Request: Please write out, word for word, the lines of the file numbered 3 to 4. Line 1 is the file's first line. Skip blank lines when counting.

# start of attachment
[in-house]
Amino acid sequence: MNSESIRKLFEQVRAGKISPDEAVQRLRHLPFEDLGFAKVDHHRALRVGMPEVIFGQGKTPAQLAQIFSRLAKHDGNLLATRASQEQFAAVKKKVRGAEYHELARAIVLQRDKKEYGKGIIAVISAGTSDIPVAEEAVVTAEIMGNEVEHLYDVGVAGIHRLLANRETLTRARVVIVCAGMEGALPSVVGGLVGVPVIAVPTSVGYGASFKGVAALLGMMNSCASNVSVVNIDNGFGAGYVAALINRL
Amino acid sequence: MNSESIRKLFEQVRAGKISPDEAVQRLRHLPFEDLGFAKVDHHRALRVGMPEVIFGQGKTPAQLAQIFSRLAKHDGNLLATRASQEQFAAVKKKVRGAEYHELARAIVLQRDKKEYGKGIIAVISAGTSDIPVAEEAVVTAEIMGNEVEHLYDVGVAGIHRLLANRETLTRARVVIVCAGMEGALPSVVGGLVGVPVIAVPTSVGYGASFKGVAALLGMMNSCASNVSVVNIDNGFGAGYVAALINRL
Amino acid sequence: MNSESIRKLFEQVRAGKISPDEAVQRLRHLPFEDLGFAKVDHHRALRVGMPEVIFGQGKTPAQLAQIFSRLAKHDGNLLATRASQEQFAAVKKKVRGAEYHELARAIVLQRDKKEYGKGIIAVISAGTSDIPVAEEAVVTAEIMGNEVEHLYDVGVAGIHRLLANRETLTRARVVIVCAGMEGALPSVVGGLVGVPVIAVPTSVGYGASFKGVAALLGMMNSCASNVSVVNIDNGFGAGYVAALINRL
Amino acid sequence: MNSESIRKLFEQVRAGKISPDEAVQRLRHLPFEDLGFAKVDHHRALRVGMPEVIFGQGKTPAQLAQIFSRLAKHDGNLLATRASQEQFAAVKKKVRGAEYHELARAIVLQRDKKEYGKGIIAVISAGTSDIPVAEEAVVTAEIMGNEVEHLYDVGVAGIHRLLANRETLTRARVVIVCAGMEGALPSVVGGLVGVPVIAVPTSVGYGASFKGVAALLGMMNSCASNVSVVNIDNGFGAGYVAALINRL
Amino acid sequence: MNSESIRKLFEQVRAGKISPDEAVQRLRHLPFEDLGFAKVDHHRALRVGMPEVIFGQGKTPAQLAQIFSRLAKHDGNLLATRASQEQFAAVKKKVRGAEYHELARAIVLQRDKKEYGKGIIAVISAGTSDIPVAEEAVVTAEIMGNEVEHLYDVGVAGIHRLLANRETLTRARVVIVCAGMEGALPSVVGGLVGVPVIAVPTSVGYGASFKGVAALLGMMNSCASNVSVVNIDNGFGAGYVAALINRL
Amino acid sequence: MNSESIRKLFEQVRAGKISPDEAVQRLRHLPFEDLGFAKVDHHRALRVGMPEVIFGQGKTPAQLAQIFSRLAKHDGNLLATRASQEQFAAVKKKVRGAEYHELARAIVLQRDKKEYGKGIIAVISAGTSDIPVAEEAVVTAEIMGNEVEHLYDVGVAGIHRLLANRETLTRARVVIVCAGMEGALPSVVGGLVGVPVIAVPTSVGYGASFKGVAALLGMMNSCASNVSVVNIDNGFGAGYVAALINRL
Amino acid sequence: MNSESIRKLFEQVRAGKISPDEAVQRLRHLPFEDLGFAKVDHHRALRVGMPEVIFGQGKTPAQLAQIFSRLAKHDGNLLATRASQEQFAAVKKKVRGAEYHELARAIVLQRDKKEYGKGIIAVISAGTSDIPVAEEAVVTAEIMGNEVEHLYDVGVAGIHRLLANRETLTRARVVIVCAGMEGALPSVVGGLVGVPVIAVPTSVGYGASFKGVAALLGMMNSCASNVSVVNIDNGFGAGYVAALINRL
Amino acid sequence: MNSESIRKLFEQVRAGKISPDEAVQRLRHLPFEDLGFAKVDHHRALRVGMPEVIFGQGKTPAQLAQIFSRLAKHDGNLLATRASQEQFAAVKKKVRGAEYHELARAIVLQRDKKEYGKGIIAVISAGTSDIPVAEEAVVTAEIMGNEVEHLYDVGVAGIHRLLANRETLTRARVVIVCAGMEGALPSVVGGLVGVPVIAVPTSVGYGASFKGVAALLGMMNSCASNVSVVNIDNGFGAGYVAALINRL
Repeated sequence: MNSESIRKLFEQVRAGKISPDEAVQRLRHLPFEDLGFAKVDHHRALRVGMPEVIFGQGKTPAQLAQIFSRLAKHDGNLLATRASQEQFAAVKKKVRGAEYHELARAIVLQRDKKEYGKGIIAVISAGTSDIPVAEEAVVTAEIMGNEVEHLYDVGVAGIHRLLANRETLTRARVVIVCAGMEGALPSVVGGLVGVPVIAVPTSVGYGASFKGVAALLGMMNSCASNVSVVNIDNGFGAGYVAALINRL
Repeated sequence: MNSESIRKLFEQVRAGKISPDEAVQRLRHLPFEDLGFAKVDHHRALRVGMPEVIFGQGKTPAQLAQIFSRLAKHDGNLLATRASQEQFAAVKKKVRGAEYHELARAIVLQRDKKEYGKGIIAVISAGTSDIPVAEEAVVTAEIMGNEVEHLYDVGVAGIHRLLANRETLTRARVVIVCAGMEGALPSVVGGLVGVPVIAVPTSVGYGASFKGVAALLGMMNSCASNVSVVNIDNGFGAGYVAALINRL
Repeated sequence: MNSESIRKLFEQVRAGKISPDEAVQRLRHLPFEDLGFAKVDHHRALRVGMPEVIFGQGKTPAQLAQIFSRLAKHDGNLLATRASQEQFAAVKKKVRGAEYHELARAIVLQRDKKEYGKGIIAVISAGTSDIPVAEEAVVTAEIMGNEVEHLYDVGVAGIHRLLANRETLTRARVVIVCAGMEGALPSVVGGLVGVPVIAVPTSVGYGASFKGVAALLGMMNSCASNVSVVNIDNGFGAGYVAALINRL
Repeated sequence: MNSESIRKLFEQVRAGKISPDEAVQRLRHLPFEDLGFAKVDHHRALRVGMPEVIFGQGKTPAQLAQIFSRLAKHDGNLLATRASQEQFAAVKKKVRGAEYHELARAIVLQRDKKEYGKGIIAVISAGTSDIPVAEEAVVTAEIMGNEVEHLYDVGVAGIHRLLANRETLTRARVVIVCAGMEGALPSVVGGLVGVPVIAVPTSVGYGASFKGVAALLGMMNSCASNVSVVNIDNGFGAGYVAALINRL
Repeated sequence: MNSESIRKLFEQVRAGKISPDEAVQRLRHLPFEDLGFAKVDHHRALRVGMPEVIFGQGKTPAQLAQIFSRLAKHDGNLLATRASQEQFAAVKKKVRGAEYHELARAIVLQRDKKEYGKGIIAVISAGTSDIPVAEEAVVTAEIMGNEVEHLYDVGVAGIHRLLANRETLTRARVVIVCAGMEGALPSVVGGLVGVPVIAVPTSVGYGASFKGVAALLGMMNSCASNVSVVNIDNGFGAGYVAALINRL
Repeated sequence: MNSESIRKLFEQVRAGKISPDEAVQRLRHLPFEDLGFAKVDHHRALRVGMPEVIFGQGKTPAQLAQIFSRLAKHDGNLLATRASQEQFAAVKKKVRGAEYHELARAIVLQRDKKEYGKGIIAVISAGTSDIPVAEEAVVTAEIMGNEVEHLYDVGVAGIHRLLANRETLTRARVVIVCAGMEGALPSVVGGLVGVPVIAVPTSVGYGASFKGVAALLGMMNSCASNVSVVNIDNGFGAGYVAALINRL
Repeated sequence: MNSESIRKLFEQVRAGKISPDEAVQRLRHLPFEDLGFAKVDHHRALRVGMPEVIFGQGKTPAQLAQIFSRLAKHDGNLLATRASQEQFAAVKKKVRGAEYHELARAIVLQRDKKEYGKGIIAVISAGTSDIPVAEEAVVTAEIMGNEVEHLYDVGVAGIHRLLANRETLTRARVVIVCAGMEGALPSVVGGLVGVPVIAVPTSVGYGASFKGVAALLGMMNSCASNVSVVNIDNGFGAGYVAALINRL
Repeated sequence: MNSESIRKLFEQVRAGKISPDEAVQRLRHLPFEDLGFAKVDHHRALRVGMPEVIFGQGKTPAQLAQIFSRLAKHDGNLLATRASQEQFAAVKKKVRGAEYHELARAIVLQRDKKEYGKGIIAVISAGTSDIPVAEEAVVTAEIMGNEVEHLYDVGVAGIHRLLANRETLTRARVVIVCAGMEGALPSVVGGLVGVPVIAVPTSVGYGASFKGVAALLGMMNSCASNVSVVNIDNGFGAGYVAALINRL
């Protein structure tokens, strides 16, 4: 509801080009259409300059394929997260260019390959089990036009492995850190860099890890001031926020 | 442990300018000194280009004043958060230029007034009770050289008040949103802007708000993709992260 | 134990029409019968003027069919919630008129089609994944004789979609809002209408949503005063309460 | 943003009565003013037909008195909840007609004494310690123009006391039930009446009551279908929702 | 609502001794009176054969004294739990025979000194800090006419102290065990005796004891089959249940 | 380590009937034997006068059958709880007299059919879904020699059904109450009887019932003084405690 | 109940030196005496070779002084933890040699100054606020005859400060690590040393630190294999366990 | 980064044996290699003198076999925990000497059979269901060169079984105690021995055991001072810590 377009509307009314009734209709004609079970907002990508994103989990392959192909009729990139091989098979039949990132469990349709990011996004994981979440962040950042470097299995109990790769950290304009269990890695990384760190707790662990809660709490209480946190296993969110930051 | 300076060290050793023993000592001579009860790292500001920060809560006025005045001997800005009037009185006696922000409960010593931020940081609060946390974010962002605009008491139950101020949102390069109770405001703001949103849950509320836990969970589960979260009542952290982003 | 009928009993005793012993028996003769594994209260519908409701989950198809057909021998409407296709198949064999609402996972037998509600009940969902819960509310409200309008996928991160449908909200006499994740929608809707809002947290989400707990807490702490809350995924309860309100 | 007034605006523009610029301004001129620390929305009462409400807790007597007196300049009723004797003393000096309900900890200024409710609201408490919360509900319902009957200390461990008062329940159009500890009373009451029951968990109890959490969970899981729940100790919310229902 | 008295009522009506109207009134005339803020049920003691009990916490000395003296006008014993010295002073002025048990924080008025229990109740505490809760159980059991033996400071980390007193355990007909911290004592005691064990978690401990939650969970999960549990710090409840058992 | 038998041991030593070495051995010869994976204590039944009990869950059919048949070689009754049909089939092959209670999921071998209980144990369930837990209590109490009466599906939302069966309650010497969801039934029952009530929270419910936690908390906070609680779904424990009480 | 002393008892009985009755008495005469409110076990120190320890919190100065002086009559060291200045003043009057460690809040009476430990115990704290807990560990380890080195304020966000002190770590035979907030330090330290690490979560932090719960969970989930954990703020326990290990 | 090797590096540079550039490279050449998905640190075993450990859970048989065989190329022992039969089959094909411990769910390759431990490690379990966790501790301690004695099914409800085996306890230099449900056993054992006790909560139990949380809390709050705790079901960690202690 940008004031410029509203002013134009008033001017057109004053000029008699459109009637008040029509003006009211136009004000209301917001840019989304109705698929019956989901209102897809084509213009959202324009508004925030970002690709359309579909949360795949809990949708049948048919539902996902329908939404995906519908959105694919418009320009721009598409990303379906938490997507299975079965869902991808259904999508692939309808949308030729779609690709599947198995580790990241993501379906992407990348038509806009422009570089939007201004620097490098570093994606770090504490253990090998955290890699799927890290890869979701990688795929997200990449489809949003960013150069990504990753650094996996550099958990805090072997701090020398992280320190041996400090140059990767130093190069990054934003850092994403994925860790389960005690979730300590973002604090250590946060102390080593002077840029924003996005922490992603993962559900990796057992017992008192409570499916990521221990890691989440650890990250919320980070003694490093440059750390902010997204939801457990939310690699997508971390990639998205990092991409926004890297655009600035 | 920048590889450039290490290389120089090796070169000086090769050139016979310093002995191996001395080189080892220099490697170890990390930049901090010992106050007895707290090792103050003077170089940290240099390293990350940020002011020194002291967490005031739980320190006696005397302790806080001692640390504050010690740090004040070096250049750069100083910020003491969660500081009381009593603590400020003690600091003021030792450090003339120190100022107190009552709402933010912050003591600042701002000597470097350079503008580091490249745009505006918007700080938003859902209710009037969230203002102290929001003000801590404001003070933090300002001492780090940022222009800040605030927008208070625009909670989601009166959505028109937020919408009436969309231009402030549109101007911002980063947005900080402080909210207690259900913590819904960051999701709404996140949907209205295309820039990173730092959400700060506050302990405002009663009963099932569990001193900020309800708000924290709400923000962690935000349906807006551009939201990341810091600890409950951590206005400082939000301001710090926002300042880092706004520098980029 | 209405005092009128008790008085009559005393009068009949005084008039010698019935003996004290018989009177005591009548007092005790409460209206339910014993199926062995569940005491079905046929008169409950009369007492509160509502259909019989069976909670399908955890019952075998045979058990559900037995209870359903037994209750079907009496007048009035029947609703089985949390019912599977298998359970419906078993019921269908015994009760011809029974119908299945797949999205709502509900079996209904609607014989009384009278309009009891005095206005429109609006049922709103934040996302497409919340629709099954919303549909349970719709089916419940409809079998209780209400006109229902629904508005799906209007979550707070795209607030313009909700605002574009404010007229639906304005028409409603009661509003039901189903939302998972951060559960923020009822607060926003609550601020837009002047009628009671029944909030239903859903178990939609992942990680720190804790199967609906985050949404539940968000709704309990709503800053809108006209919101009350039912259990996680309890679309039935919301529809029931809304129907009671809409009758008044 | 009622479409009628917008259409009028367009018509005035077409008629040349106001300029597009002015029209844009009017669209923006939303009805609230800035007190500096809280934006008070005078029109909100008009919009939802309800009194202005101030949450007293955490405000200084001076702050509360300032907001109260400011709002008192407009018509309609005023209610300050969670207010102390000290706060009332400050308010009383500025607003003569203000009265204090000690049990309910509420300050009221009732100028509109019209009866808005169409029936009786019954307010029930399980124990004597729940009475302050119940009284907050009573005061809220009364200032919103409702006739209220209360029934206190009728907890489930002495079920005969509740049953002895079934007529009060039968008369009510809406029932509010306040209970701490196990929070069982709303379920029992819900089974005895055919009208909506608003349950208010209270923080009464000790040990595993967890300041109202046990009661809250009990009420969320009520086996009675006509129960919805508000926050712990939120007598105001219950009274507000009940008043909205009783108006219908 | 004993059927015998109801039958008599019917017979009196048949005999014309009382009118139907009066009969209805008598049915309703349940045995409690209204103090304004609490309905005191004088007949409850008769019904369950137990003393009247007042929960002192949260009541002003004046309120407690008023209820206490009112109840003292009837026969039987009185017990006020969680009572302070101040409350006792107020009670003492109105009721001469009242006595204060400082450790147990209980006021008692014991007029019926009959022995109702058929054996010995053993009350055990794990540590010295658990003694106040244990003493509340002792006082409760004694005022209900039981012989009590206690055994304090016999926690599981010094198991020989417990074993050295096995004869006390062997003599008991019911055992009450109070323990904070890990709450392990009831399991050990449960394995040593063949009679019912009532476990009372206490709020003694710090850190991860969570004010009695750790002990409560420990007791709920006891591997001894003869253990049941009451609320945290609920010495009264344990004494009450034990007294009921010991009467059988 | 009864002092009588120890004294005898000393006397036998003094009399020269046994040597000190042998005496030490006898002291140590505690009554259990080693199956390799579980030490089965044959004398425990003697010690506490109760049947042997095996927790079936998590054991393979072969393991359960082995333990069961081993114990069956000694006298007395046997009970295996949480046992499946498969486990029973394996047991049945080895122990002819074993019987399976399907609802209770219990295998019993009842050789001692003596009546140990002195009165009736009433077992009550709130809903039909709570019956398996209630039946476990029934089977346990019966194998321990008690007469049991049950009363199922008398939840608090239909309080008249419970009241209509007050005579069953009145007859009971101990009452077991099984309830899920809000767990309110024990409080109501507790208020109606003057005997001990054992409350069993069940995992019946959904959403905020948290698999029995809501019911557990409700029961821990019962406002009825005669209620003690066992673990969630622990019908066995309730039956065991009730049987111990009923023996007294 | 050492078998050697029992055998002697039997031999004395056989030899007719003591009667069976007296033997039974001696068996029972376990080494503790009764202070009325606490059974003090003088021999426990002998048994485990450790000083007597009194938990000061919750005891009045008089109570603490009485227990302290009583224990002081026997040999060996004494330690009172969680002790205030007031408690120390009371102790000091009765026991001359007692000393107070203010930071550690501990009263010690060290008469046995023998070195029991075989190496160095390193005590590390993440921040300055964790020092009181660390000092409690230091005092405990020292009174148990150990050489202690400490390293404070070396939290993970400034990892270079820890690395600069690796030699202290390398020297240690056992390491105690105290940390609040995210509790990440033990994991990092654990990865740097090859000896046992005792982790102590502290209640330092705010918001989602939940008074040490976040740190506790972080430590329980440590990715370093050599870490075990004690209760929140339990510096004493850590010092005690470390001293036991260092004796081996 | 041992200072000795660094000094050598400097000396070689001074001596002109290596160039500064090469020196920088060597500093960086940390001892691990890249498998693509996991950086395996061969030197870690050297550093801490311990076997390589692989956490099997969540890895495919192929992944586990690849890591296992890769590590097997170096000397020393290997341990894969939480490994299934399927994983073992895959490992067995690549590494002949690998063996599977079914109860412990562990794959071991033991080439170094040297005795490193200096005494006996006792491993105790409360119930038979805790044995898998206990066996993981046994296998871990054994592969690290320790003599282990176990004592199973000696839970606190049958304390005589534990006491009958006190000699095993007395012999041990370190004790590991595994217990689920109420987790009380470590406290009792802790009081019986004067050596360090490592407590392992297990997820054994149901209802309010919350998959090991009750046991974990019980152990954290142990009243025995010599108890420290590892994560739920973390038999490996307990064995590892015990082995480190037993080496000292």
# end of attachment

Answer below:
Amino acid sequence: MNSESIRKLFEQVRAGKISPDEAVQRLRHLPFEDLGFAKVDHHRALRVGMPEVIFGQGKTPAQLAQIFSRLAKHDGNLLATRASQEQFAAVKKKVRGAEYHELARAIVLQRDKKEYGKGIIAVISAGTSDIPVAEEAVVTAEIMGNEVEHLYDVGVAGIHRLLANRETLTRARVVIVCAGMEGALPSVVGGLVGVPVIAVPTSVGYGASFKGVAALLGMMNSCASNVSVVNIDNGFGAGYVAALINRL
Amino acid sequence: MNSESIRKLFEQVRAGKISPDEAVQRLRHLPFEDLGFAKVDHHRALRVGMPEVIFGQGKTPAQLAQIFSRLAKHDGNLLATRASQEQFAAVKKKVRGAEYHELARAIVLQRDKKEYGKGIIAVISAGTSDIPVAEEAVVTAEIMGNEVEHLYDVGVAGIHRLLANRETLTRARVVIVCAGMEGALPSVVGGLVGVPVIAVPTSVGYGASFKGVAALLGMMNSCASNVSVVNIDNGFGAGYVAALINRL